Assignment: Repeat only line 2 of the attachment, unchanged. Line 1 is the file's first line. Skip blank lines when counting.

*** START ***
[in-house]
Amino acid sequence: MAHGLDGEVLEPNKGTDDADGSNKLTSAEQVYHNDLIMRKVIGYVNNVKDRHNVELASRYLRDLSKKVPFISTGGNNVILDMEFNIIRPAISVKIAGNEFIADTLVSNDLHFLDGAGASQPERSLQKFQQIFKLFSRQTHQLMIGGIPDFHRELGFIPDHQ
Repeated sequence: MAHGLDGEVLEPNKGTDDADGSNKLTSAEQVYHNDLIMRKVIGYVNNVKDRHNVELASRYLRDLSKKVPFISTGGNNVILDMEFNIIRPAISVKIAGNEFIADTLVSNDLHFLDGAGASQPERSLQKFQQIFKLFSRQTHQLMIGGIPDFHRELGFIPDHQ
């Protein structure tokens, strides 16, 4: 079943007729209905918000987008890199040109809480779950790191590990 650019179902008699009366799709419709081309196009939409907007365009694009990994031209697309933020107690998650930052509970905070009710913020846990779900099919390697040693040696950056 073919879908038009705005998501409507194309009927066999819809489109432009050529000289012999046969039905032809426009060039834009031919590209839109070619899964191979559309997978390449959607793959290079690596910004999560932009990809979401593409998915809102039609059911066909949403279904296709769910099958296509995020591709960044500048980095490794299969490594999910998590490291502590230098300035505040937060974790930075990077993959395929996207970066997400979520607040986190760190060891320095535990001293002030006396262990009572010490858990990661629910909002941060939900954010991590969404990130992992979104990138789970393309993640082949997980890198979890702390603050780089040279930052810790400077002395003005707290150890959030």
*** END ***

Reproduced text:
Amino acid sequence: MAHGLDGEVLEPNKGTDDADGSNKLTSAEQVYHNDLIMRKVIGYVNNVKDRHNVELASRYLRDLSKKVPFISTGGNNVILDMEFNIIRPAISVKIAGNEFIADTLVSNDLHFLDGAGASQPERSLQKFQQIFKLFSRQTHQLMIGGIPDFHRELGFIPDHQ